Whether you have thought long and hard about an actuary career or have only just heard of the field of actuarial science for the first time, you might be curious about job prospects with this degree. This interdisciplinary degree program is more specialized than a general mathematics degree program, and its primary objective is to prepare students to become actuaries. However, actuaries hold different job titles as they achieve different levels of professional certification and work in different fields.
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Types of Actuarial Work
Seven out of 10 actuaries work in the finance and insurance industry, but within this general industry there are numerous specialized career fields, the United States Bureau of Labor Statistics (BLS) reported. Due to their skills in analyzing risk, actuaries are particularly valued by insurance companies. As a health insurance actuary, you would calculate the costs of providing healthcare services to determine how much an insurance company should charge policyholders for premiums. Life insurance companies, too, use actuaries to determine likely life expectancy and premium rates based on an individual’s risk factors. Other actuaries work in property and casualty insurance, again compiling and analyzing data used to write insurance policies. This type of insurance includes car insurance, homeowners insurance and renters insurance.
Among actuaries who work in the field of finance, most work in investment strategy or enterprise risk. In this role, you might use your analytical skills to predict the best investments for individuals or businesses. Some actuaries work in pension and retirement benefits to develop and assess pension, 401(k) and other types of retirement plans. You could also become an enterprise risk actuary, working alongside top company executives to recognize potential and minimize potential risks to a business.
Outside of the finance and insurance industry, actuaries find work in professional, scientific and technical services, in management of company and enterprises and in federal and state government roles.
Levels of Professional Actuary Certification
Completing full professional certification from the Casualty Actuarial Society (CAS) or Society of Actuaries (SOA) is one of the most important – not to mention challenging – aspects of preparing for the actuarial career path. Both professional societies offer certification at both the associate and fellowship level. Reaching associate-level certification may take up to seven years, and it can take another two to three years to finally achieve fellowship certification according to the BLS.
If you want to work as an actuary, you must usually begin taking your exams before you graduate – often, before the end of your junior year of college, to help you get chosen for an internship. However, even the most ambitious student will not reach associate actuary status by the time he or she graduates with a bachelor’s degree. Your first actuarial role will most likely have a job title like actuarial analyst. Salaries in these entry-level actuary roles often begin around $45,000 to $55,000 but can rise to $65,000.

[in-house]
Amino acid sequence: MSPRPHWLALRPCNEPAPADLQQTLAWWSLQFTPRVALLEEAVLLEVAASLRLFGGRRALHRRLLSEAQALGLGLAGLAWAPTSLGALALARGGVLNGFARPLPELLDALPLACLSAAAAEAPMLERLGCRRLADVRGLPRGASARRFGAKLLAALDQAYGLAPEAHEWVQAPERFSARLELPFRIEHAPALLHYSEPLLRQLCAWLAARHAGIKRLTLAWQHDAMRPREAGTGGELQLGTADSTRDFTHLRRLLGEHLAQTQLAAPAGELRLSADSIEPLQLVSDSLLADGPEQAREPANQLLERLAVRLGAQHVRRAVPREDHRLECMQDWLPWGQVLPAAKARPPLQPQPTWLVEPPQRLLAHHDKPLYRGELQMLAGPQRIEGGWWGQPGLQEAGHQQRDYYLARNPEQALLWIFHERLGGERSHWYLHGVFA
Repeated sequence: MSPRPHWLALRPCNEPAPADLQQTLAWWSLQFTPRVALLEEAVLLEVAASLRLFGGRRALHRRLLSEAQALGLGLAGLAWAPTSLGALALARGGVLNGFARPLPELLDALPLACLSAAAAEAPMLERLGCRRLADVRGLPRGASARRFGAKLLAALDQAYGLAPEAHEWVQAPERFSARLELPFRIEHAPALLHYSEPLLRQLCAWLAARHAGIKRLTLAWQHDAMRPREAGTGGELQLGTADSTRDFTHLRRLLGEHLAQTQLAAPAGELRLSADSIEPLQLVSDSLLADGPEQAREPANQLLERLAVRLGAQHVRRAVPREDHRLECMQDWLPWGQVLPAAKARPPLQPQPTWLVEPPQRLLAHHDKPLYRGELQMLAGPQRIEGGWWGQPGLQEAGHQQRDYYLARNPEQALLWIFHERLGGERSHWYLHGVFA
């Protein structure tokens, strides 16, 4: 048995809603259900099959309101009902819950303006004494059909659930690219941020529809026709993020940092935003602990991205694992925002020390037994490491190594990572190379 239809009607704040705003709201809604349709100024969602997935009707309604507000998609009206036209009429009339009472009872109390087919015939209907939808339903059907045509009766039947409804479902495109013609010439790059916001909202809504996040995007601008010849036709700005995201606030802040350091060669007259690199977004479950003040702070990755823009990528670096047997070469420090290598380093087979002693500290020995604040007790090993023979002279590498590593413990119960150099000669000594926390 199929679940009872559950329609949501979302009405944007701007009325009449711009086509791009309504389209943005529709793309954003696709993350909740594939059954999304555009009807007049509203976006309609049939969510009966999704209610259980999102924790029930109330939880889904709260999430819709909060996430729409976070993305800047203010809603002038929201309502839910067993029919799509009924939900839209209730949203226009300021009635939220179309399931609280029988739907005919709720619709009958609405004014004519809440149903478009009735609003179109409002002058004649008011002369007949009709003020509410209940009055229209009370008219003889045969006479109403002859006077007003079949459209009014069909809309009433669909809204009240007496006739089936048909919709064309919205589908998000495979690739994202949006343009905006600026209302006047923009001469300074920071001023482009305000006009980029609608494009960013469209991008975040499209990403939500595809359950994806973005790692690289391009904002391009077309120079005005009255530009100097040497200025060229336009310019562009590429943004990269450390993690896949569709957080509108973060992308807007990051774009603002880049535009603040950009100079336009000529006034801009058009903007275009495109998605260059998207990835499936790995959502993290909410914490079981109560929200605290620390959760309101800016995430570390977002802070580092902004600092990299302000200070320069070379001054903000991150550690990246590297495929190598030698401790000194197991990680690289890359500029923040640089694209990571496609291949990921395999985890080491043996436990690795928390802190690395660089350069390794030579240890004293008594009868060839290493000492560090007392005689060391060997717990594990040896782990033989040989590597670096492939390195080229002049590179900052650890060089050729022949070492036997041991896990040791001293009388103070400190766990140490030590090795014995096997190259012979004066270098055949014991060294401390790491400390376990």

As you continue passing your certification exams, you will see a considerable increase in pay. Many employers offer raises based on how many exams actuaries have completed. You may even be eligible for bonuses when you pass a new exam. Once you reach associate certification status, you will likely receive a new job title, actuarial associate. Actuarial associates can often expect to earn $69,000 to $88,000 or more per year. Actuaries who go on to attain full fellowship certification, referred to as actuarial fellows, often earn six-figure salaries and can see wages as high as $150,000 to $250,000.
Many employers pay for their actuaries to take the exams, and some even offer paid study materials and time off to study.
Alternatives for Actuarial Science Degrees
As you consider a degree in actuarial science, you might wonder if you need a backup plan? What happens if you have trouble passing the certification exams, which are notoriously challenging tests? If you find that you don’t enjoy the work of an actuary, will your degree be useless because it is so narrowly focused on this one career path?
An actuarial science degree combines studies in math with studies in business and in computer science and programming. The degree itself may be specialized, but the subjects you study to earn it still equip you with versatile knowledge and skills. Graduates from an actuarial science degree program can also use their education to become business analysts, budget analysts, analysts intelligence agencies, research analysts, financial analysts, insurance underwriters or insurance claims adjusters. With a little further schooling in a slightly different field of study, you could become qualified to work as a personal finance advisor, investment banker or risk manager.
CNN Business called actuary “One of the best jobs in America,” citing factors like the high salary, demand, job security and opportunities without the need for a graduate education.